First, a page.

References

  • Akerlof GA, Kranton RE (2000) Economics and identity. Quart J Econ 115(3):715–753

    Google Scholar 

  • Akerlof GA, Kranton RE (2005) Identity and the economics of organizations. J Econ Perspect 19(1):9–32

    Google Scholar 

  • Austin J, Smith E, Srinivasan S, Sanchez F (2012) Social dynamics of gang involvement: a mathematical approach. Working paper

  • Avio K (1998) The economics of prisons. Eur J Law Econ 6(2):143–175

    Google Scholar 

  • Axelrod R (1986) An evolutionary approach to norms. Am Polit Sci Rev 80(4):1095–1111

    Google Scholar 

  • Bendor J, Mookherjee D (1990) Norms, third-party sanctions, and cooperation. J Law Econ Organ 6(1):33–63

    Google Scholar 

  • Benjamin DJ, Choi JJ, Strickland AJ (2010) Social identity and preferences. Am Econ Rev 100(4):1913–1928

    Google Scholar 

  • Bowker LH (1980) Prison victimization. Elsevier Science Ltd, Amsterdam

    Google Scholar 

  • Carpenter J, Matthews PH (2009) What norms trigger punishment? Exp Econ 12(3):272–288

    Google Scholar 

  • Carpenter JP, Matthews PH (2010) Norm enforcement: the role of third parties. J Inst Theor Econ 166(2):239–258

    Google Scholar 

  • Chen R, Chen Y (2011) The potential of social identity for equilibrium selection. Am Econ Rev 101(6):2562–2589

    Google Scholar 

  • Clemmer D (1940) The prison community. Christopher Publishing, Boston

    Google Scholar 

  • Cubitt RP, Drouvelis M, Gächter S (2011) Framing and free riding: emotional responses and punishment in social dilemma games. Exp Econ 14(2):254–272

    Google Scholar 

  • De Cremer D, Van Vugt M (2002) Intergroup and intragroup aspects of leadership in social dilemmas: a relational model of cooperation. J Exp Soc Psychol 38(2):126–136

    Google Scholar 

  • De Marchi S, Page SE (2014) Agent-based models. Annu Rev Polit Sci 17:1–20

    Google Scholar 

  • DiIulio JJ (1996) Help wanted: economists, crime, and public policy. J Econ Perspect 10(1):3–24

    Google Scholar 

  • Dixit A (2004) Lawlessness and economics: alternatives modes of governance. Princeton University Press, Princeton

    Google Scholar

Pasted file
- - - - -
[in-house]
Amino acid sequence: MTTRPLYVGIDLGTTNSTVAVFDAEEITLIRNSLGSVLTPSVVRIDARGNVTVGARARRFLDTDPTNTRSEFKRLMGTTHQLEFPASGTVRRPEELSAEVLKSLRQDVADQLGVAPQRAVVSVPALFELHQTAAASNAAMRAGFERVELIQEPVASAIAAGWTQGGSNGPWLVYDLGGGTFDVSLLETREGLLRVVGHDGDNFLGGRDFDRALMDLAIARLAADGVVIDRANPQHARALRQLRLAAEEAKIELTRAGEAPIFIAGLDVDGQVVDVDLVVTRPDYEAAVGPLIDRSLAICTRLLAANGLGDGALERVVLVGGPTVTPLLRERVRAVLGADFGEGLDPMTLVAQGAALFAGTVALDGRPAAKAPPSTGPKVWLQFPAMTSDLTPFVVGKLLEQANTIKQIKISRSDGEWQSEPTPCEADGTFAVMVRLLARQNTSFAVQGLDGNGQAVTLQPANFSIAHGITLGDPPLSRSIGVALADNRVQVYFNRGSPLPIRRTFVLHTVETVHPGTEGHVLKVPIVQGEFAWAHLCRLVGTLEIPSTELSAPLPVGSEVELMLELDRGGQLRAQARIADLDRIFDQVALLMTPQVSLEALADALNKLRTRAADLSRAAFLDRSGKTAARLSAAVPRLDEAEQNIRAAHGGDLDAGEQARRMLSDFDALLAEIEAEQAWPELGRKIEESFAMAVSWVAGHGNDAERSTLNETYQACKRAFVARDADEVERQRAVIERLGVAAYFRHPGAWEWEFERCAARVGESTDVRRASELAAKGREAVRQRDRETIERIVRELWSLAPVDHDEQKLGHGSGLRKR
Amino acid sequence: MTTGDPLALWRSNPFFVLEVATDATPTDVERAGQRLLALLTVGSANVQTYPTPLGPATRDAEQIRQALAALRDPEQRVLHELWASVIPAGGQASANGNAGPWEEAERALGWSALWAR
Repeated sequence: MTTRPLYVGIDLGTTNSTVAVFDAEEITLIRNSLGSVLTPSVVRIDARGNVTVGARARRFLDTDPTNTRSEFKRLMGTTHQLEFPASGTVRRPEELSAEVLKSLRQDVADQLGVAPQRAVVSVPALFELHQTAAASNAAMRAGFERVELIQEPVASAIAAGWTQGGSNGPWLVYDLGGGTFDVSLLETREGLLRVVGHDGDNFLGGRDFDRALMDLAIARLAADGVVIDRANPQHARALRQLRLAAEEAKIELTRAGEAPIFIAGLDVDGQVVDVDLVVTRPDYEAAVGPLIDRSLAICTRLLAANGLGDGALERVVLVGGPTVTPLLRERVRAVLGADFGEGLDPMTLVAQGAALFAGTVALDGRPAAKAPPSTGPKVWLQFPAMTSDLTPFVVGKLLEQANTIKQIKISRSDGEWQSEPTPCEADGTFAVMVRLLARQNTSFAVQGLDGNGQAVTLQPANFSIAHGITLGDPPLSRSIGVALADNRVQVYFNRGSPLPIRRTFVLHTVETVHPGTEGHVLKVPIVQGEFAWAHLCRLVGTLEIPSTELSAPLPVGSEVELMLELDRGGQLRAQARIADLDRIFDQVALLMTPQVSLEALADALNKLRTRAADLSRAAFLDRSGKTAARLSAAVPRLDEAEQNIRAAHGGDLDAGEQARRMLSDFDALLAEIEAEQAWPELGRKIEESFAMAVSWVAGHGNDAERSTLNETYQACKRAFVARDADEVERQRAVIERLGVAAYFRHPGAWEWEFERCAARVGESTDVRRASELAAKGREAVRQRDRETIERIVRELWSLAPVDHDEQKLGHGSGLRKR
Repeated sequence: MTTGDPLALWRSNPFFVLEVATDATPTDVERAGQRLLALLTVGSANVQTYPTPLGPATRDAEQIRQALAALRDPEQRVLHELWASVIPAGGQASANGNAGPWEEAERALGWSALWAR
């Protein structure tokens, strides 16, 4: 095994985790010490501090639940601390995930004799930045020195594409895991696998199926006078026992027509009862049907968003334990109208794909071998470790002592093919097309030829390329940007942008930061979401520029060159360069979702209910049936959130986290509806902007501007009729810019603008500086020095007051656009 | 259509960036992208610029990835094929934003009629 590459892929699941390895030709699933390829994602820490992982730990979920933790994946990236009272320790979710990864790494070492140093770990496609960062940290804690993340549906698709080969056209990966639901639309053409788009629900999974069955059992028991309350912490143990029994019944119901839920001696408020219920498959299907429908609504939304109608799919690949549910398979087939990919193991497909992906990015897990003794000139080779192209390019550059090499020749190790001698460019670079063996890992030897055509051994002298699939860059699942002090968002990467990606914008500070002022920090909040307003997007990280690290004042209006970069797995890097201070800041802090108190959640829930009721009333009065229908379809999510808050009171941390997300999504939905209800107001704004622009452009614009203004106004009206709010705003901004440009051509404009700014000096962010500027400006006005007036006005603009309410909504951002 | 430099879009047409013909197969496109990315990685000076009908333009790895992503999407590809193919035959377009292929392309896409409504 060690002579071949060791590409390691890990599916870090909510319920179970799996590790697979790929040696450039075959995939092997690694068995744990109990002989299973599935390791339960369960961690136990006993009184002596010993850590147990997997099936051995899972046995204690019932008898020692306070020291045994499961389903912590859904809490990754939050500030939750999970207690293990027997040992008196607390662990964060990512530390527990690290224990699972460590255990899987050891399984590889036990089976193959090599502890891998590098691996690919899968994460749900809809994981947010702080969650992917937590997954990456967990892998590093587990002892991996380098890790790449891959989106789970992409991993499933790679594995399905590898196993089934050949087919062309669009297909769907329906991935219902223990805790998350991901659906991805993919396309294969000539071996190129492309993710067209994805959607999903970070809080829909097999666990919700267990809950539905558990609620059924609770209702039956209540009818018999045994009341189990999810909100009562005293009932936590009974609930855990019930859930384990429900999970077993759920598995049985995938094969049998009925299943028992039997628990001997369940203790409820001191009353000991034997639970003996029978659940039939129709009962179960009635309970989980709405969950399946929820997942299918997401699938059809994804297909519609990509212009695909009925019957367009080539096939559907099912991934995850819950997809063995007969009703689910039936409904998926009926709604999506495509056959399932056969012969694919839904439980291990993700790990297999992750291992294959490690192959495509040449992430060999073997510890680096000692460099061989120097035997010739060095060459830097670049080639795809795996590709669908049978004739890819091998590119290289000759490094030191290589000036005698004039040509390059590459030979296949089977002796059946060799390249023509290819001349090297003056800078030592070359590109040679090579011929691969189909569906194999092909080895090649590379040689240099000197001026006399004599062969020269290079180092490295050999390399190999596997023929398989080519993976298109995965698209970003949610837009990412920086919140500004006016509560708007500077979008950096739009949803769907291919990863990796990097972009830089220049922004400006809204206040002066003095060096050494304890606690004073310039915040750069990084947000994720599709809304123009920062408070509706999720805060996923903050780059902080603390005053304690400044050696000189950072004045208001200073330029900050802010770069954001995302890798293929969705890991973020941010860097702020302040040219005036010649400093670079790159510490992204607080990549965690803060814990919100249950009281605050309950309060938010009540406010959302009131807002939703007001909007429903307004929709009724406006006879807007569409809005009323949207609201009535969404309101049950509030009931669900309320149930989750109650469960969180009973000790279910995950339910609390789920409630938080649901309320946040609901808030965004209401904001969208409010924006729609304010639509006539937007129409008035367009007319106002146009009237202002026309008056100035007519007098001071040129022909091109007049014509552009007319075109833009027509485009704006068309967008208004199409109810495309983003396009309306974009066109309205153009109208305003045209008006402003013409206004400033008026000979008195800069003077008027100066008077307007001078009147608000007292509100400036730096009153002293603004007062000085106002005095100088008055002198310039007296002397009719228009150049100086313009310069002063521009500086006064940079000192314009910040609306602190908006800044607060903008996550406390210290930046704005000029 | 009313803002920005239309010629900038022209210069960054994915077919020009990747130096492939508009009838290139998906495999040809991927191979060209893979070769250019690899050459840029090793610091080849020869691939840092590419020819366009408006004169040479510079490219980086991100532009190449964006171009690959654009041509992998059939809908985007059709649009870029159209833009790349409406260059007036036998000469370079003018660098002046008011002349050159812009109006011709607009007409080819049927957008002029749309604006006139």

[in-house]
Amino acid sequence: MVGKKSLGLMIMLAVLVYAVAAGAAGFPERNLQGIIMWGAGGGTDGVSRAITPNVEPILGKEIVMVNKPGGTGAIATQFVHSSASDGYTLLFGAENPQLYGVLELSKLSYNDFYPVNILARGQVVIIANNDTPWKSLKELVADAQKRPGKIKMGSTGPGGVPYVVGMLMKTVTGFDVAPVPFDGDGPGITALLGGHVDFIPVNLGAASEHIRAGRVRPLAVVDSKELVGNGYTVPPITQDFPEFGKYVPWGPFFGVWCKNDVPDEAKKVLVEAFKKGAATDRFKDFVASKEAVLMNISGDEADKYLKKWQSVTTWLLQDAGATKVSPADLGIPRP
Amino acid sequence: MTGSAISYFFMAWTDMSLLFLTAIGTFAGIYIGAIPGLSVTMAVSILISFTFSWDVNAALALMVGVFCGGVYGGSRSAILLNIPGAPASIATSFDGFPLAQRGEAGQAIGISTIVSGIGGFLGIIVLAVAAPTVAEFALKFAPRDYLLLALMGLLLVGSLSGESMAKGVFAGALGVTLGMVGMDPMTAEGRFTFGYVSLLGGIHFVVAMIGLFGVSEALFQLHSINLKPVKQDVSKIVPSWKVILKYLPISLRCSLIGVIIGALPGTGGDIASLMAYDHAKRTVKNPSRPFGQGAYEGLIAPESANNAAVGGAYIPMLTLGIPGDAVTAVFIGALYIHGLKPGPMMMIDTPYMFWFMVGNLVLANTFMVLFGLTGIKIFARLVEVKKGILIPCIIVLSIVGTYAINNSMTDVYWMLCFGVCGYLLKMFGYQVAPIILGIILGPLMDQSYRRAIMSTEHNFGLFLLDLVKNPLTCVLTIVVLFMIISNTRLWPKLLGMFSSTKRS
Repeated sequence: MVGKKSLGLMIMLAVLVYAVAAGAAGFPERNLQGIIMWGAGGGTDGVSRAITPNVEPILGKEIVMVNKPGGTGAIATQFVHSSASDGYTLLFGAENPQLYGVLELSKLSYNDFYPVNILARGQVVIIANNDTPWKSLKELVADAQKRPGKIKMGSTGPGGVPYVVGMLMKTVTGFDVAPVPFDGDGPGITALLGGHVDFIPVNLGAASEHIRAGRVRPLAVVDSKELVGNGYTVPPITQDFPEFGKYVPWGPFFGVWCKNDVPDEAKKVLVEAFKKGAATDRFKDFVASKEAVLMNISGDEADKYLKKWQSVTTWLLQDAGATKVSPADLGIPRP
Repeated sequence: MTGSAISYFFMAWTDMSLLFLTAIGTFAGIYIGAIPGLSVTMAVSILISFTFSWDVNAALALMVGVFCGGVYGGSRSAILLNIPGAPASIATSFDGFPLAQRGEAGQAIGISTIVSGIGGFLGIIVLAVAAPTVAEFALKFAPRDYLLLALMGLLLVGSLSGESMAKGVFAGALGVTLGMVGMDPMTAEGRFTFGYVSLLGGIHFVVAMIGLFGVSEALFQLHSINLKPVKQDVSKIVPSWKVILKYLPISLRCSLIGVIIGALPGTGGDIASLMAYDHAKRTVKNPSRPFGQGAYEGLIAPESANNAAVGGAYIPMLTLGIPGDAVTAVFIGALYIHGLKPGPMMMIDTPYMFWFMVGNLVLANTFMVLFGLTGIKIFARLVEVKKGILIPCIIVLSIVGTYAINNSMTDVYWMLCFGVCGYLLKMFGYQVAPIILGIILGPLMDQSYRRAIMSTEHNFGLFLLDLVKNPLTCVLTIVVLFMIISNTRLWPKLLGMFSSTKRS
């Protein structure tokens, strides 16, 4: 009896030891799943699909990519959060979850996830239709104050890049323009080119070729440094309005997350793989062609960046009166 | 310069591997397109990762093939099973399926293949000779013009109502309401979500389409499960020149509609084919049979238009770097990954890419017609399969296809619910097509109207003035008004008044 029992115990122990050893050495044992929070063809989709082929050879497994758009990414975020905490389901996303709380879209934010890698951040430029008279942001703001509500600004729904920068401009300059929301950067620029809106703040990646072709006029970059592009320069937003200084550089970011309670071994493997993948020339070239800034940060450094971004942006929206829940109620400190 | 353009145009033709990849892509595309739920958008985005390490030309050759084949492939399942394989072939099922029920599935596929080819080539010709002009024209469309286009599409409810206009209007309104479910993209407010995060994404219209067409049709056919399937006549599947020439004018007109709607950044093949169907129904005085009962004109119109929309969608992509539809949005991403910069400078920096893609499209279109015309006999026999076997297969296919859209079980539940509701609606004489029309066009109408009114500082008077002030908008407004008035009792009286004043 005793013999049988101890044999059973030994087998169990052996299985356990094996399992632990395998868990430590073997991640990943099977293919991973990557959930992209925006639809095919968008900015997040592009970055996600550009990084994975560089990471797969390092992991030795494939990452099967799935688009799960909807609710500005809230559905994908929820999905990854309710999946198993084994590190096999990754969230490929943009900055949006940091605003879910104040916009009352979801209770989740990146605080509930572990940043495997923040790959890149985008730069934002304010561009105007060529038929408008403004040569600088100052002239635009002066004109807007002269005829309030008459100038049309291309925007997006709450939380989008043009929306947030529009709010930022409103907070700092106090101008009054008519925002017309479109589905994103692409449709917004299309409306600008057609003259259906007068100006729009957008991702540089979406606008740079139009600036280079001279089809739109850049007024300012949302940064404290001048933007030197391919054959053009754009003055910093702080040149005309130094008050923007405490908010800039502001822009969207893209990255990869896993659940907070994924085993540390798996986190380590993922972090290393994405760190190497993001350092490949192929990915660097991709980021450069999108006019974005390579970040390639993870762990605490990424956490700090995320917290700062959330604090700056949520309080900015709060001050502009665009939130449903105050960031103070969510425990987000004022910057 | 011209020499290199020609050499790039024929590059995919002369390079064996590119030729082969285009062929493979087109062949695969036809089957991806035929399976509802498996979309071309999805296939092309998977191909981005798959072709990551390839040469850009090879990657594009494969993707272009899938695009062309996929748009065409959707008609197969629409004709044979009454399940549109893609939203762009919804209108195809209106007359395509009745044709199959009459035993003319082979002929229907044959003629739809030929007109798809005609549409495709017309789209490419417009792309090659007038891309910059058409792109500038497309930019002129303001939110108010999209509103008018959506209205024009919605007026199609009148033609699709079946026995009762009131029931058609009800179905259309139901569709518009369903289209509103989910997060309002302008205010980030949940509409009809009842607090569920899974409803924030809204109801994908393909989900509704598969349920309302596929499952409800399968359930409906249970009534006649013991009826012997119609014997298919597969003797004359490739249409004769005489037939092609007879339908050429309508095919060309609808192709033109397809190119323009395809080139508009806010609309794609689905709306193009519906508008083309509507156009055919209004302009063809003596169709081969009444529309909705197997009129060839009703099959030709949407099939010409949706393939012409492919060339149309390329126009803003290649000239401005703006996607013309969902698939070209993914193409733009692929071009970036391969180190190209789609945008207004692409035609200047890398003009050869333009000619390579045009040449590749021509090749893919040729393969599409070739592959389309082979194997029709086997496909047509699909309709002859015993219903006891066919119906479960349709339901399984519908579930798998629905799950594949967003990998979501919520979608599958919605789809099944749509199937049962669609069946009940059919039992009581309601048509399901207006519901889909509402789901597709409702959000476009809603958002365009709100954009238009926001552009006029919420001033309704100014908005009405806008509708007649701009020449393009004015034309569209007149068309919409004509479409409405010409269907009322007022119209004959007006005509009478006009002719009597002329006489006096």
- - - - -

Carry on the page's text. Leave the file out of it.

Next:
• Dooley BD, Seals A, Skarbek D (2014) The effect of prison gang membership on recidivism. J Crim Justice 42(3):267–275

    Google Scholar 

  • Ellickson R (1991) Order without law: how neighbors settle disputes. Harvard University Press, Cambridge

    Google Scholar 

  • Enns PK (2014) The public’s increasing punitiveness and its influence on mass incarceration in the United States. Am J Polit Sci 58(4):857–872

    Google Scholar 

  • Epstein JM (2002) Modeling civil violence: an agent-based computational approach. In: Proceedings of the National Academy of Sciences in the United States of America, vol 99, no 3

  • Fehr E, Gachter S (2000) Cooperation and punishment in public goods experiments. Am Econ Rev 90(4):980–994

    Google Scholar 

  • Fehr E, Fischbacher U (2004) Third-party punishment and social norms. Evol Hum Behav 25(2):63-87

  • Fischer I (2009) Friend or foe: subjective expected relative similarity as a determinant of cooperation. J Exp Psychol Gen 138(3):341

    Google Scholar 

  • Fudenberg D, Maskin E (1986) The folk theorem in repeated games with discounting or with incomplete information. Econometrica 54(3):533–554

    Google Scholar 

  • Goette L, Huffman D, Meier S (2006) The impact of group membership on cooperation and norm enforcement: evidence using random assignment to real social groups. Am Econ Rev 96(2):212–216

    Google Scholar 

  • Goh CK, Quek K, Tan KC, Abbass HA (2006) Modeling civil violence: an evolutionary multi-agent, game theoretic approach. IEEE Congress on Evolutionary Computation, July 16–21, 2006

  • Greif A (1993) Contract enforceability and economic institutions in early trade: the Maghribi traders’ coalition. Am Econ Rev 83:525–548

    Google Scholar 

  • Greif A (2006) Institutions and the path to the modern economy: lessons from medieval trade. Cambridge University Press, Cambridge

    Google Scholar 

  • Hales D (2001) Cooperation without memory or space. Lect Notes Comput Sci 1979:157–166

    Google Scholar